If we apply Gilligan’s approach to the divisions in Indiana YM, we see Quaker communities choosing rules over relationships. Whether or not one thinks that conservative Friends who condemn homosexuality are interpreting the Bible correctly, they certainly are discerning and applying rules that they find there and they think the rules are more important than the relationships—more important than their relationships with gay members and attenders and more important than their relationships with West Richmond Meeting and its like-minded Friends. Or more important than their relationships with other humans, anyway, because one could argue that they are trying to preserve their relationship with God in their division.
However, they still are defining, or at least emphasizing, their relationship even with God in terms of rules. For these Friends, I suspect, the primary ‘emotional’ channel for the relationship with God is obedience. With Christ the Son of God, the primary emotion might be love, especially for those with deep personal convincement experiences. But even the commandment to love God is a commandment. To abrogate the Bible’s apparent injunctions against homosexual sex then is to throw out the rules, to willfully disobey God, and thus to violate the essential relationship. (The Bible does not condemn homosexuality per se because it has no concept of homosexuality per se. If it condemns anything, it only condemns homosexual sex.)
To abrogate the Bible’s apparent injunctions against homosexual sex then is to throw out the rules, to willfully disobey God, and thus to violate the essential relationship. (The Bible does not condemn homosexuality, per se, because it has no concept of homosexuality, per se. If it condemns anything, it only condemns homosexual sex.)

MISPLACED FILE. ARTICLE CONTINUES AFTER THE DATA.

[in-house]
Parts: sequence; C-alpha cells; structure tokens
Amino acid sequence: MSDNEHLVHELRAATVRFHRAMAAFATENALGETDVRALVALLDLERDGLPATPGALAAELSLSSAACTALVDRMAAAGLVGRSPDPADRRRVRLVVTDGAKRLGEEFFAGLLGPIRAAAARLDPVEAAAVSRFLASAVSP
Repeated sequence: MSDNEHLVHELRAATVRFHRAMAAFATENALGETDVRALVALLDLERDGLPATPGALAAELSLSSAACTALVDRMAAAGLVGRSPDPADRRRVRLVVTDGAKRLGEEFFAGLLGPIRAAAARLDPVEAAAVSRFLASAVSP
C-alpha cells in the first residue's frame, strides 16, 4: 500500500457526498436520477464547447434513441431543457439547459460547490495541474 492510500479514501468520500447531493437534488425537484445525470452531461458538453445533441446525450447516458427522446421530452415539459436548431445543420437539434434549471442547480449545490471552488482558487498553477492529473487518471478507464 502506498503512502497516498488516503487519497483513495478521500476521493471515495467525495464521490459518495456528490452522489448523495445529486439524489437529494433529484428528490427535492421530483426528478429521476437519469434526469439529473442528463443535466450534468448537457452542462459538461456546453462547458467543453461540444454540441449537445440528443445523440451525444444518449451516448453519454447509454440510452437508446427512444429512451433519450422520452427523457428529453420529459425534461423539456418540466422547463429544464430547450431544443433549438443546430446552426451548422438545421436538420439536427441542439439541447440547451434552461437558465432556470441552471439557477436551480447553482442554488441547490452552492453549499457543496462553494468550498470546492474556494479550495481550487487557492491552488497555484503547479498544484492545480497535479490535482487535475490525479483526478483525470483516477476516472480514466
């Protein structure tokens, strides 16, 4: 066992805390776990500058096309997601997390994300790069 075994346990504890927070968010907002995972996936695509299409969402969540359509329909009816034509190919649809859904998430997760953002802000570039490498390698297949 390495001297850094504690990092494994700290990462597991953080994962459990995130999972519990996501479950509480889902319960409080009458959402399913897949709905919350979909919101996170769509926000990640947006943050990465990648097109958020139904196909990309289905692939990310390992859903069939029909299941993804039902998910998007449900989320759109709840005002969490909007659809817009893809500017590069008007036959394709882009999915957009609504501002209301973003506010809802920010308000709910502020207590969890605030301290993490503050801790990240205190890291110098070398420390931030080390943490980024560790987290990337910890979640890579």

Now Friends have a process for changing the rules and we’ve done so for centuries. We’ve even changed the processes for discernment themselves over the centuries. But the essence has remained the same: When gathered in the Holy Spirit in worship, we sometimes receive new light. This is presumably what West Richmond Meeting has done. And presumably, this is what Indiana Yearly Meeting has also done. It’s a case of dueling discernments. As I said in my last post, the question really comes down to which process of discernment you consider to be legitimate—the one West Richmond used to arrive at its minute or the one Indiana Yearly Meeting used to decide to divide?
Josh Brown, pastor of West Richmond, wrote a fine little essay on discernment back in the early 1990s, I think, defining the tests we use in discernment of new leadings. He identified four: reason, scripture, tradition, and unity in the Spirit—the gathered meeting. I would add two more: the prophetic ministry that God is raising up among us, and the testimony of the lives of Friends who are already living under the discipline of the new leading. West Richmond’s minute fully welcoming all people regardless of their sexual orientation pretty clearly violates the test of tradition and at least it stretches to the limit the test of scripture.
The rules reside precisely here, in scripture and tradition. So for Friends who hold what Gilligan calls a male moral paradigm, the tests of scripture and tradition are decisive and homosexual sex is to be condemned.